Yorkshire’s wildlife charities, campaigners, nature lovers and their families have joined together to protest at the government’s failure to address the deepening crisis in nature, laid bare in the devastating State of Nature report. They joined more than 30 of the UK’s leading nature advocacy organisations, participating in rallies across the country.
At the forefront of this grassroots movement is TV presenter and naturalist Chris Packham, who is leading the direct call to the Department for Environment, Food, and Rural Affairs (Defra). Hundreds of scientists, wildlife experts, nature charities, their members, and concerned citizens joined him in peacefully protesting outside Defra offices in London, Bristol, Newcastle, Reading, and York.
Restore Nature Now
The newly formed ‘Restore Nature Now’ movement, which is led by Packham, states: “We are birdwatchers, ramblers, ecologists, pond dippers, river-swimmers, no-mow-mayers, anglers, scientists, butterfly counters, spring-watchers, gardeners, rewilders, conservationists. We are ordinary people taking action in extraordinary times.”
In advance of the rally, Packham said:
“This is beyond an ‘attack on nature’ in the UK. Our wildlife is being annihilated. Our wild places and wildlife are not merely ‘dying’ – they are being killed. Those responsible for killing nature are getting away with it. Those responsible for protecting nature are failing. We are taking our demand to ‘Restore Nature Now’ directly to the government department responsible for failing nature in this country.”
Dr Amy-Jane Beer, a Yorkshire-based biologist, naturalist, access campaigner, and author of The Flow: rivers, water, and wildness, which won the 2023 Wainwright Prize for Nature Writing, expressed her deep concern, saying:
“I was born in 1970 – the year now used as a benchmark for the catastrophic declines in biodiversity. I feel that loss personally. The failure of governments to act will haunt all our futures. No one who now neglects immediate, decisive, and sustained action on climate and ecological restoration can call themselves a leader.”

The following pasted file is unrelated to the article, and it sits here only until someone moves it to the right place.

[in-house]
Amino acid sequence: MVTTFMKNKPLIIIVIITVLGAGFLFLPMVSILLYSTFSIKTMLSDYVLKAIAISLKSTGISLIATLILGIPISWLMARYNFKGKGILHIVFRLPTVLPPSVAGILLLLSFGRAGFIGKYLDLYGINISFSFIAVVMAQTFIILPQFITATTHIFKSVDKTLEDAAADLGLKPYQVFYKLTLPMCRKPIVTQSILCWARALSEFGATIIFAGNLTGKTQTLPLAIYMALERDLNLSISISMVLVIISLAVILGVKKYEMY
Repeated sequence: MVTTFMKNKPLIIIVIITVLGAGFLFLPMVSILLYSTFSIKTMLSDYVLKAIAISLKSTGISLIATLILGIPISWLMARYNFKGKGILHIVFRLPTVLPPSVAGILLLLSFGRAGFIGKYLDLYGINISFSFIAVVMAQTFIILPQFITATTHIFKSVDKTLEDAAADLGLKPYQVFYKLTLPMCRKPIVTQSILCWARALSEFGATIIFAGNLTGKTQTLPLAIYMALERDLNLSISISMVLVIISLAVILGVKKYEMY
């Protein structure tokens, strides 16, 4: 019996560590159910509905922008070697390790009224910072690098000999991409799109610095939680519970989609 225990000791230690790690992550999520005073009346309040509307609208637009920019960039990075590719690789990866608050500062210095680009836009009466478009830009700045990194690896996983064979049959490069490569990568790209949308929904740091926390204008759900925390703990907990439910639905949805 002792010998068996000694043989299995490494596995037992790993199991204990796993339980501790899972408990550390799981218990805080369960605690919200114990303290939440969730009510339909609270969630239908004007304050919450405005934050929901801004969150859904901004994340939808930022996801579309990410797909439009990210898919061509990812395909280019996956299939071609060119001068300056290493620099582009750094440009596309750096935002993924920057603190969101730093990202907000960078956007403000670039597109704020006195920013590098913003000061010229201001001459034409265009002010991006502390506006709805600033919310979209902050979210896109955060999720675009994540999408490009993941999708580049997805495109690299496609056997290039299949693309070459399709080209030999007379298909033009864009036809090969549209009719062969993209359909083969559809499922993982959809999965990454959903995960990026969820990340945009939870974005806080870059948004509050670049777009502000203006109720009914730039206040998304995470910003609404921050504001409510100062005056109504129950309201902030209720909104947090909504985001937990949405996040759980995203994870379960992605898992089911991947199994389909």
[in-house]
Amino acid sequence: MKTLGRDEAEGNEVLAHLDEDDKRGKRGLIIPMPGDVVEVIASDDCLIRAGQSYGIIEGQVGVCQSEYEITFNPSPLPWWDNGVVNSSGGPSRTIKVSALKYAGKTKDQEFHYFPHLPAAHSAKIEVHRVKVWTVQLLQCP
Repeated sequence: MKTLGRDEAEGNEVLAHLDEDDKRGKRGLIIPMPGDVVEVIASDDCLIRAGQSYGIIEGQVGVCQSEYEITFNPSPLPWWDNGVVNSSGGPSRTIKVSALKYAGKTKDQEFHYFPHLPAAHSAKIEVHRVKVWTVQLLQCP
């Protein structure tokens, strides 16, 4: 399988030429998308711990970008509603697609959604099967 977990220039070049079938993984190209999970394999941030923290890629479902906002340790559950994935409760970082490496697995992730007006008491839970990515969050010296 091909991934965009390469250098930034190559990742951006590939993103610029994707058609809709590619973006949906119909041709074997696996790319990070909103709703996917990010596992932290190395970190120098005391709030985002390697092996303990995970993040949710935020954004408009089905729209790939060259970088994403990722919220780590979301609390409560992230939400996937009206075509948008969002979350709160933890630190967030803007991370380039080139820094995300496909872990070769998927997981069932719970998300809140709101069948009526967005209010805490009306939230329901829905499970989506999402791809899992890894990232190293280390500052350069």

Grassroots support in Yorkshire
Parents for Future York & North Yorkshire also voiced their support for this national action. They emphasised the importance of prioritising the restoration of nature, stating, “Our leaders, current and potential, must put the restoration of nature at the forefront of their policies. We have to speak up for nature because our current leaders aren’t doing enough to protect it as we face an ecological crisis and the sixth mass extinction. No nature, no future for our children”.
Representatives from the Extinction Rebellion Families York group echoed these sentiments, expressing their sorrow over the loss of nature over their lifetimes and the prospect of their children inheriting a world devoid of rich ecosystems, clean waterways, vibrant meadows, and skies full of birdsong. They stressed the urgency of government action to halt and reverse the alarming decline in nature.
York scientist Dr Abi Perrin highlighted the importance of bridging the gap between scientific knowledge and public action, saying, “I’m joining dozens of other scientists at Defra in London today because I believe we need to move from scientific reports and publications to public actions that protect and restore the incredible life around us that we depend on. I’m excited to see major wildlife charities, campaigners, community groups, and many more standing united for the first time today”.
Protest in London
Professor Jeff Waage OBE, an ecologist and former member of Defra’s science advisory committee, is joining the protest in London. He underscored the urgency of the climate crisis and the devastating impact of the government’s failure to deliver on its commitments to nature recovery, saying “Critical nature recovery in the UK is being actively delayed, avoided, and undermined”.
Craig Bennett, chief executive of The Wildlife Trusts, emphasised the importance of prioritising nature in political agendas, particularly as the UK faces the looming climate crisis. He stressed the need for policies that support nature-friendly farming, protect water bodies, and create natural areas within urban environments. He also offered a warning that history would not look kindly on politicians who ignore the crucial link between nature recovery and climate action.
The ‘Restore Nature Now’ movement is sending a clear message to the government: the time for action to save our natural world is now. The fate of our wildlife, landscapes, and the very future of our planet hang in the balance, and the collective voices of those who cherish and protect nature demand to be heard.